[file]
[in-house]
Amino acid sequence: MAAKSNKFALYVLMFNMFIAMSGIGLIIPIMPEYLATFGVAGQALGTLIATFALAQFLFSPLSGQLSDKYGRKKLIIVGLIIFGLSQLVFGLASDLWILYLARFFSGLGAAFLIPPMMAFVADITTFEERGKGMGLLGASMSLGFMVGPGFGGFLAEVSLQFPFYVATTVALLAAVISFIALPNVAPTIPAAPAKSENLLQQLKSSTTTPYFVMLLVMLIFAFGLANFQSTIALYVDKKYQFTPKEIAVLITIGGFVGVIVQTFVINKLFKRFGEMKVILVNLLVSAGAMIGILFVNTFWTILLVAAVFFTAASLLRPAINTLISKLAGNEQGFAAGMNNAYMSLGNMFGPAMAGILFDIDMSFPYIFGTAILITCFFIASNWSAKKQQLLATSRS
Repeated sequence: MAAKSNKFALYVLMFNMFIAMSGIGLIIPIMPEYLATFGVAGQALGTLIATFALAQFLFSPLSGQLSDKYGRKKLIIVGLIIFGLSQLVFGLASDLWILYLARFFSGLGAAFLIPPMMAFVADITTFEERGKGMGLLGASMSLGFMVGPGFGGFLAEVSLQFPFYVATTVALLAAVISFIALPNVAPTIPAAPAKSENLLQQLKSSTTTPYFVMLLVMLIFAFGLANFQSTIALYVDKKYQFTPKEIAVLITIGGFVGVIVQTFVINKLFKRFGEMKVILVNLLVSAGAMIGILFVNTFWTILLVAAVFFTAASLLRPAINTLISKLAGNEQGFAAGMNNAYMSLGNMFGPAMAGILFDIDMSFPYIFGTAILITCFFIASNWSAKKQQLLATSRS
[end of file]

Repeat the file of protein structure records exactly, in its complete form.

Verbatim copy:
[in-house]
Amino acid sequence: MAAKSNKFALYVLMFNMFIAMSGIGLIIPIMPEYLATFGVAGQALGTLIATFALAQFLFSPLSGQLSDKYGRKKLIIVGLIIFGLSQLVFGLASDLWILYLARFFSGLGAAFLIPPMMAFVADITTFEERGKGMGLLGASMSLGFMVGPGFGGFLAEVSLQFPFYVATTVALLAAVISFIALPNVAPTIPAAPAKSENLLQQLKSSTTTPYFVMLLVMLIFAFGLANFQSTIALYVDKKYQFTPKEIAVLITIGGFVGVIVQTFVINKLFKRFGEMKVILVNLLVSAGAMIGILFVNTFWTILLVAAVFFTAASLLRPAINTLISKLAGNEQGFAAGMNNAYMSLGNMFGPAMAGILFDIDMSFPYIFGTAILITCFFIASNWSAKKQQLLATSRS
Repeated sequence: MAAKSNKFALYVLMFNMFIAMSGIGLIIPIMPEYLATFGVAGQALGTLIATFALAQFLFSPLSGQLSDKYGRKKLIIVGLIIFGLSQLVFGLASDLWILYLARFFSGLGAAFLIPPMMAFVADITTFEERGKGMGLLGASMSLGFMVGPGFGGFLAEVSLQFPFYVATTVALLAAVISFIALPNVAPTIPAAPAKSENLLQQLKSSTTTPYFVMLLVMLIFAFGLANFQSTIALYVDKKYQFTPKEIAVLITIGGFVGVIVQTFVINKLFKRFGEMKVILVNLLVSAGAMIGILFVNTFWTILLVAAVFFTAASLLRPAINTLISKLAGNEQGFAAGMNNAYMSLGNMFGPAMAGILFDIDMSFPYIFGTAILITCFFIASNWSAKKQQLLATSRS